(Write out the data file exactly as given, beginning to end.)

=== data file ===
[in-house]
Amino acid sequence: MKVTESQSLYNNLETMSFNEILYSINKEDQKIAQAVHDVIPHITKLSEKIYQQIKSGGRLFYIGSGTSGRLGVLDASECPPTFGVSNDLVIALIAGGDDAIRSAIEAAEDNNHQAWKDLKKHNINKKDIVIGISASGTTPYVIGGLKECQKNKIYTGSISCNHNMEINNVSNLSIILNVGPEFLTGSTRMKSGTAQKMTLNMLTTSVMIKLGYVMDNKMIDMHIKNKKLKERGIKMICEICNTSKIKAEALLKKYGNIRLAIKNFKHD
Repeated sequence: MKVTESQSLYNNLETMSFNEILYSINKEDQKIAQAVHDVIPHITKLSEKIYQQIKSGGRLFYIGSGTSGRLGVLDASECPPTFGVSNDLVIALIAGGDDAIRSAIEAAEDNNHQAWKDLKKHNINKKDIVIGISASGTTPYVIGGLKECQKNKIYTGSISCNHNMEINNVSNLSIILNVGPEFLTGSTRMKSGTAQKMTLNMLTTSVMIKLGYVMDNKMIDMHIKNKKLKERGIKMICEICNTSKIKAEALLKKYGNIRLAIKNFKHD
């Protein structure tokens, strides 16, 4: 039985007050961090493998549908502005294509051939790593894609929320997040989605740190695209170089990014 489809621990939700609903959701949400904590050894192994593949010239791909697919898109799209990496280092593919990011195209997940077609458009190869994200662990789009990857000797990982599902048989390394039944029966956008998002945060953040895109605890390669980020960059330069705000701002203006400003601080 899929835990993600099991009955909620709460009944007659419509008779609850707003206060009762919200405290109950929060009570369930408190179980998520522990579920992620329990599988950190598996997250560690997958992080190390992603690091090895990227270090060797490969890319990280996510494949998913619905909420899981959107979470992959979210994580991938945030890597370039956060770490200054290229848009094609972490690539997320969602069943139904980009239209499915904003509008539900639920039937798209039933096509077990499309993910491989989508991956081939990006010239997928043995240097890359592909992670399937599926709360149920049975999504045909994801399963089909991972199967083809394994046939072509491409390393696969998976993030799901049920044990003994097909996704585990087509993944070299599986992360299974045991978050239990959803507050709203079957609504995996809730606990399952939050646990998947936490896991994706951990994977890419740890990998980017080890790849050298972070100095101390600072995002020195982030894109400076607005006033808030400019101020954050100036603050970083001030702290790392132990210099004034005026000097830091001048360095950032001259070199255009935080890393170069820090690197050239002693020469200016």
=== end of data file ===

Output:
[in-house]
Amino acid sequence: MKVTESQSLYNNLETMSFNEILYSINKEDQKIAQAVHDVIPHITKLSEKIYQQIKSGGRLFYIGSGTSGRLGVLDASECPPTFGVSNDLVIALIAGGDDAIRSAIEAAEDNNHQAWKDLKKHNINKKDIVIGISASGTTPYVIGGLKECQKNKIYTGSISCNHNMEINNVSNLSIILNVGPEFLTGSTRMKSGTAQKMTLNMLTTSVMIKLGYVMDNKMIDMHIKNKKLKERGIKMICEICNTSKIKAEALLKKYGNIRLAIKNFKHD
Repeated sequence: MKVTESQSLYNNLETMSFNEILYSINKEDQKIAQAVHDVIPHITKLSEKIYQQIKSGGRLFYIGSGTSGRLGVLDASECPPTFGVSNDLVIALIAGGDDAIRSAIEAAEDNNHQAWKDLKKHNINKKDIVIGISASGTTPYVIGGLKECQKNKIYTGSISCNHNMEINNVSNLSIILNVGPEFLTGSTRMKSGTAQKMTLNMLTTSVMIKLGYVMDNKMIDMHIKNKKLKERGIKMICEICNTSKIKAEALLKKYGNIRLAIKNFKHD
């Protein structure tokens, strides 16, 4: 039985007050961090493998549908502005294509051939790593894609929320997040989605740190695209170089990014 489809621990939700609903959701949400904590050894192994593949010239791909697919898109799209990496280092593919990011195209997940077609458009190869994200662990789009990857000797990982599902048989390394039944029966956008998002945060953040895109605890390669980020960059330069705000701002203006400003601080 899929835990993600099991009955909620709460009944007659419509008779609850707003206060009762919200405290109950929060009570369930408190179980998520522990579920992620329990599988950190598996997250560690997958992080190390992603690091090895990227270090060797490969890319990280996510494949998913619905909420899981959107979470992959979210994580991938945030890597370039956060770490200054290229848009094609972490690539997320969602069943139904980009239209499915904003509008539900639920039937798209039933096509077990499309993910491989989508991956081939990006010239997928043995240097890359592909992670399937599926709360149920049975999504045909994801399963089909991972199967083809394994046939072509491409390393696969998976993030799901049920044990003994097909996704585990087509993944070299599986992360299974045991978050239990959803507050709203079957609504995996809730606990399952939050646990998947936490896991994706951990994977890419740890990998980017080890790849050298972070100095101390600072995002020195982030894109400076607005006033808030400019101020954050100036603050970083001030702290790392132990210099004034005026000097830091001048360095950032001259070199255009935080890393170069820090690197050239002693020469200016």